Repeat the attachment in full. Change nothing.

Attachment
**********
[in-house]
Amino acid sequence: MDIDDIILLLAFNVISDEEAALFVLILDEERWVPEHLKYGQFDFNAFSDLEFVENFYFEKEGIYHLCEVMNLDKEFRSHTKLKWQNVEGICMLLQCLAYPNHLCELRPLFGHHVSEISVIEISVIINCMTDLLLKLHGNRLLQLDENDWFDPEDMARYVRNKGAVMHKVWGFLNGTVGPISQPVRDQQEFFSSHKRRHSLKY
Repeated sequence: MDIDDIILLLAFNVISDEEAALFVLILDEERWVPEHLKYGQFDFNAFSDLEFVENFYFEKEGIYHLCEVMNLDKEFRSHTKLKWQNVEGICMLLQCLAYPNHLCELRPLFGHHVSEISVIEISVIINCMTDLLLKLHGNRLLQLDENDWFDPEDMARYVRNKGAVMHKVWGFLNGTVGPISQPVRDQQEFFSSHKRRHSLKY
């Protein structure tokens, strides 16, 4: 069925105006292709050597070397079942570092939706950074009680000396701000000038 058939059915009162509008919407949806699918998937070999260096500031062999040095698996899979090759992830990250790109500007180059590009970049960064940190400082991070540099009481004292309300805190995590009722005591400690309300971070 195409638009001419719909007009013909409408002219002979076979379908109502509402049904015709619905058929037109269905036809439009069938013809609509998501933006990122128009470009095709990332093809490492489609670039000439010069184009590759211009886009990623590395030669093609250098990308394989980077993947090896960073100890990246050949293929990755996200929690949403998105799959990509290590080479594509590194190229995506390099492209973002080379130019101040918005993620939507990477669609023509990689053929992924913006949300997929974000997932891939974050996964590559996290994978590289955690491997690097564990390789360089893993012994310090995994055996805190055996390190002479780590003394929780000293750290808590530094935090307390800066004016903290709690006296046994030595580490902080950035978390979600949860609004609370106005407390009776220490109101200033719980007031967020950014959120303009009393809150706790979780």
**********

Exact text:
[in-house]
Amino acid sequence: MDIDDIILLLAFNVISDEEAALFVLILDEERWVPEHLKYGQFDFNAFSDLEFVENFYFEKEGIYHLCEVMNLDKEFRSHTKLKWQNVEGICMLLQCLAYPNHLCELRPLFGHHVSEISVIEISVIINCMTDLLLKLHGNRLLQLDENDWFDPEDMARYVRNKGAVMHKVWGFLNGTVGPISQPVRDQQEFFSSHKRRHSLKY
Repeated sequence: MDIDDIILLLAFNVISDEEAALFVLILDEERWVPEHLKYGQFDFNAFSDLEFVENFYFEKEGIYHLCEVMNLDKEFRSHTKLKWQNVEGICMLLQCLAYPNHLCELRPLFGHHVSEISVIEISVIINCMTDLLLKLHGNRLLQLDENDWFDPEDMARYVRNKGAVMHKVWGFLNGTVGPISQPVRDQQEFFSSHKRRHSLKY
């Protein structure tokens, strides 16, 4: 069925105006292709050597070397079942570092939706950074009680000396701000000038 058939059915009162509008919407949806699918998937070999260096500031062999040095698996899979090759992830990250790109500007180059590009970049960064940190400082991070540099009481004292309300805190995590009722005591400690309300971070 195409638009001419719909007009013909409408002219002979076979379908109502509402049904015709619905058929037109269905036809439009069938013809609509998501933006990122128009470009095709990332093809490492489609670039000439010069184009590759211009886009990623590395030669093609250098990308394989980077993947090896960073100890990246050949293929990755996200929690949403998105799959990509290590080479594509590194190229995506390099492209973002080379130019101040918005993620939507990477669609023509990689053929992924913006949300997929974000997932891939974050996964590559996290994978590289955690491997690097564990390789360089893993012994310090995994055996805190055996390190002479780590003394929780000293750290808590530094935090307390800066004016903290709690006296046994030595580490902080950035978390979600949860609004609370106005407390009776220490109101200033719980007031967020950014959120303009009393809150706790979780």